Is the cloning of animals for food unethical or detrimental for animal welfare?

I would posit that it isn’t. If we’re talking about “vat-grown” steaks then surely that is better for animals in that none would have to die to produce the meal on your plate? If we’re talking about cloning entire animals that still need to be killed and processed, however, then perhaps the issue is a little muddier, but I don’t see how that would make welfare standards any worse.

What’s your view?

I don’t understand this idea that seems to be popular that cloning is somehow an easier or cheaper way to make animals than just letting them make animals the old-fashioned way. If I have a herd of cattle, and I want more cattle, I can either spend millions of dollars and many years working to create a cloned offspring, or I can just let them have sex.

Cloning animals for food doesn’t make any sense at all.

Ok, but that’s a different debate. If it *was *economically viable, however, do you think it would be unethical or detrimental for animal welfare?

No more or less ethical than using more natural methods of reproduction - the cloned offspring would still have to be carried to term in the womb of a parent - cloning is really not much more than an alternative method of conception.

Maybe detrimental to population genetics, if mismanaged.

Perhaps it would help if you explain why you think it’s unethical, rather than just state that you think it is. I’m not seeing the quandary.

And what are “welfare standards”?

Sorry John, but I think you might have mis-read my post. I don’t think it’s unethical. In fact I think that if they were economically viable and nutritionally safe, cloned “vat-burgers” would be better for animals because none would have to suffer. And by “welfare standards”, I mean those industry standards that regulate how much space, air, light and care animals must receive by law.

Are you talking vat meat or entire cloned animals? Ethically speaking, those are two distinct arguments.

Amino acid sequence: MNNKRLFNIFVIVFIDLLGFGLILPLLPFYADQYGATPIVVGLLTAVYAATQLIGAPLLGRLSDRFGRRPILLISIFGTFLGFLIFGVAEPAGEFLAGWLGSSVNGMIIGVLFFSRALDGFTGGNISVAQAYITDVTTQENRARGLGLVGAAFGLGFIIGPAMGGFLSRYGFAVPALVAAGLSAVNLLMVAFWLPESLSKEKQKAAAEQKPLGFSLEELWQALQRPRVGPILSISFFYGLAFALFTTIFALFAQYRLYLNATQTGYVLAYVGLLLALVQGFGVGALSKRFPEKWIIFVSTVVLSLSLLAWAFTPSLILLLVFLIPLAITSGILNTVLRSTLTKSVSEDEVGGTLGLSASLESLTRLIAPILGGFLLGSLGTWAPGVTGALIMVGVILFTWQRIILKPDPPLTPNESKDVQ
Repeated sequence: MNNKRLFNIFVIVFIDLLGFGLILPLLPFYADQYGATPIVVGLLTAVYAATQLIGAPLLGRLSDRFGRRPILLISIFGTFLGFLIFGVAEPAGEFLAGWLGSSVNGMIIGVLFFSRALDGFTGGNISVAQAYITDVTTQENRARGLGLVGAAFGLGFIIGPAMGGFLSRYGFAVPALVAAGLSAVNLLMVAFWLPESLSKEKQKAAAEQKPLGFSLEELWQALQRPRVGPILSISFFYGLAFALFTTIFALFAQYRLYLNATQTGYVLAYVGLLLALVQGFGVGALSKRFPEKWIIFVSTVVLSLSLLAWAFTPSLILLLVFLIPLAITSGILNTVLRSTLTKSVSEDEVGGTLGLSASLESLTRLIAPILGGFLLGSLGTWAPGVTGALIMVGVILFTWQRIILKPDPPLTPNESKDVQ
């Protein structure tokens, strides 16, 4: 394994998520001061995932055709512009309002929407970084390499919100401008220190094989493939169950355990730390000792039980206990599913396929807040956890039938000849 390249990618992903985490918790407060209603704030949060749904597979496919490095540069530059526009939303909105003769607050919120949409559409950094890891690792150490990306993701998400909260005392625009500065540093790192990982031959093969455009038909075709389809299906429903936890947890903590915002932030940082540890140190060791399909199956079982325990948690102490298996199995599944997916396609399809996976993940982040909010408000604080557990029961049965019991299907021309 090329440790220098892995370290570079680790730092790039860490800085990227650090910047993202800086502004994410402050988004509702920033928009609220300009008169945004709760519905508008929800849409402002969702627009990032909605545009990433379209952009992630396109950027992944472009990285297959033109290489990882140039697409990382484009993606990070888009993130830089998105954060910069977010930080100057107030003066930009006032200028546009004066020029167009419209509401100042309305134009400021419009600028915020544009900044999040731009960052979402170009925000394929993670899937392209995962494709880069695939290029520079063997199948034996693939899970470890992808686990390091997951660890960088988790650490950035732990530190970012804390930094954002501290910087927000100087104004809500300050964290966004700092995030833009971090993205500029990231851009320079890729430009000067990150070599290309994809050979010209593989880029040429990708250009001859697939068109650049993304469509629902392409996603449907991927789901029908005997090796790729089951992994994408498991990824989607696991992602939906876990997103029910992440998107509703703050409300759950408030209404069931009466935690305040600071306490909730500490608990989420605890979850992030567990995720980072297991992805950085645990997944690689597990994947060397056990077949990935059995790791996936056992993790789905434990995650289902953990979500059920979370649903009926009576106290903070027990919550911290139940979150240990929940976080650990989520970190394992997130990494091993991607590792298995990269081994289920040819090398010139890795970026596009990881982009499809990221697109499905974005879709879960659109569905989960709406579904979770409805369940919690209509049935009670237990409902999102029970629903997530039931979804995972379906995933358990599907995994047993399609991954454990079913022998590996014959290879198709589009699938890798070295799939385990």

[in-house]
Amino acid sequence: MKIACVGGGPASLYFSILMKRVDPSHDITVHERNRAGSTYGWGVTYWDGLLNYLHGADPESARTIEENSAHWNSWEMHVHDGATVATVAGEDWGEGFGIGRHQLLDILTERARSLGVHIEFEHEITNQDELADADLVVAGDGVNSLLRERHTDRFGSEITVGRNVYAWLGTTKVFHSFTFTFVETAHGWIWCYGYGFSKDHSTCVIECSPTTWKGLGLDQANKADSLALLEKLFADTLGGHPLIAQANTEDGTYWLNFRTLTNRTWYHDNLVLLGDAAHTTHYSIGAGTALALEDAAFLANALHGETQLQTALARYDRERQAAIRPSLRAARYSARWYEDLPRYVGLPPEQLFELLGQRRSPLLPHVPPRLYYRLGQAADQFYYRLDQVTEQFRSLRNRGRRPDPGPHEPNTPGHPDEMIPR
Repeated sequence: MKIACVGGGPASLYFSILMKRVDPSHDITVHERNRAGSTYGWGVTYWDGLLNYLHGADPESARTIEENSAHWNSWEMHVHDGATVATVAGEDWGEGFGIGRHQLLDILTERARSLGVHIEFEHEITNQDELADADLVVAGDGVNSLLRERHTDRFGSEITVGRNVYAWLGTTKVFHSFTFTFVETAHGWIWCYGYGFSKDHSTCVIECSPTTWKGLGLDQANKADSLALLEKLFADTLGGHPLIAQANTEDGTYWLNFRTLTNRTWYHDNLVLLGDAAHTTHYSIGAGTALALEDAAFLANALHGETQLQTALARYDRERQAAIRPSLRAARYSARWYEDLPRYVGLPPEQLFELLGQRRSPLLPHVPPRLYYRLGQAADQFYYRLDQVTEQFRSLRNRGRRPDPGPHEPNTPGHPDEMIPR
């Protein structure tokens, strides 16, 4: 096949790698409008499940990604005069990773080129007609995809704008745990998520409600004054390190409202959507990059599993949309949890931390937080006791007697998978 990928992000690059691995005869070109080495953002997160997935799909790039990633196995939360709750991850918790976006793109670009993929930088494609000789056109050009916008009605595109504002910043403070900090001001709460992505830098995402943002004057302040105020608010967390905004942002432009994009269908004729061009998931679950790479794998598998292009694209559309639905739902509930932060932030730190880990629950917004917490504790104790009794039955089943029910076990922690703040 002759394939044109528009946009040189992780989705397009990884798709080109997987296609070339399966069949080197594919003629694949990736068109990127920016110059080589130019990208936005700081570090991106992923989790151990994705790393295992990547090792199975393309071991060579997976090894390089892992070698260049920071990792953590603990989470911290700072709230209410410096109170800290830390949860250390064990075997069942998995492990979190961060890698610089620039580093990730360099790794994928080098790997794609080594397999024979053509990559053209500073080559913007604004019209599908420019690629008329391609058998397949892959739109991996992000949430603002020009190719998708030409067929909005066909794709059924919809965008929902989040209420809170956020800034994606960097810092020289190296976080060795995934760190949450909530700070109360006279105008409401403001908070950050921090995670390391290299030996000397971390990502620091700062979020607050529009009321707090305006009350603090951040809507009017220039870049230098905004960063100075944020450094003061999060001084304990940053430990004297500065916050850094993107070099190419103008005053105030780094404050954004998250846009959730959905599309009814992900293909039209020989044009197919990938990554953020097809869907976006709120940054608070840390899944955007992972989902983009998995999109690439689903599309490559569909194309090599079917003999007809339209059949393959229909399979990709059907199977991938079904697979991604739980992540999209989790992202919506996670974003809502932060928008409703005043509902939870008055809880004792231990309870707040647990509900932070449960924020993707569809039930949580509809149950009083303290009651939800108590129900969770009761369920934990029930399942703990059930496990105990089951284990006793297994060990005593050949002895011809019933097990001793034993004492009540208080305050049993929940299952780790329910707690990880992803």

I’m talking about both. For vat meat, I think the net effect for animals welfare will be positive. For entire cloned animals, I don’t think it will have any effect either way in and of itself.

Any cloned animal is essentially a twin of the original source of DNA. And any cloned animal is implanted in a surrogate mother (unless we develop artificial womb technology), which gives birth (or lays an egg) just like a normal animal.

There’s no difference in the ethics, in my view. It’s just another (and far more expensive) way to get a fertilized egg and put it into a womb.

Vat meat (or vat eggs, as in chicken eggs) would be an entirely different moral/ethical scenario.

I see nothing about it that would be any worse for farm animals than what they go through now.

Cloning the whole animal, raising it, and eating it is exactly the same as raising an animal from birth and then eating it. The only difference is that you’ve thrown a few million dollars down the drain. I cannot fathom why anyone would see it differently.

Sorry, but I think we’re both misreading each other’s posts.

I was referring to cloned animals, not “vat food”. Are you still saying you think that’s ethically OK? If so, then I guess I don’t have any beef with your OP. :wink:

Any ethical issues would arise only if there were significant numbers of animals that were cloned and born deformed in that they would suffer before they could be euthanized. But if that were the case, then it wouldn’t be economically viable.

The only difference would be the uniform quality of the clones. Suppose someone could genetically alter a breed of cattle to make its meat taste significantly “better” to 95% of people who tried it. Well, cloning that cattle allows you to keep that taste advantage.

Yes, cloning is routinely done in many kinds of plants for exactly that reason. The difference is that it’s often extremely easy to create cloned plants, since vegetative reproduction is a normal part of many plants’ life cycle.

It could be detrimental to human welfare. Cloned animals means one bug that can kill one kills the whole herd. IIRC it’s an issue with cloned plants as well.

Yes! We have no Bananas

Plant breeders, since ancient times, have had to make a decision as to whether it will be more practical to develop a seed variety, or a clonal variety. Breeding clones is easier than breeding seed varieties, but growing seeds is cheaper than clonal propagation techniques like layering and cloning. The decision is generally that if the plant is long-lived (think tree fruits), breeders will go clonal.

Making a moral or environmental issue over it would be IMHO absurd.

As already noted, clonal animal breeding would not be cost-effective.

Re animal welfare, if there were cloned animals, each one would have a rather similar personality. This would affect how stressed AKA unhappy the animal is living in conditions of industrial agriculture. I imagine that some clones would be more amenable to living under those conditions than comparable traditional breeds, and some less.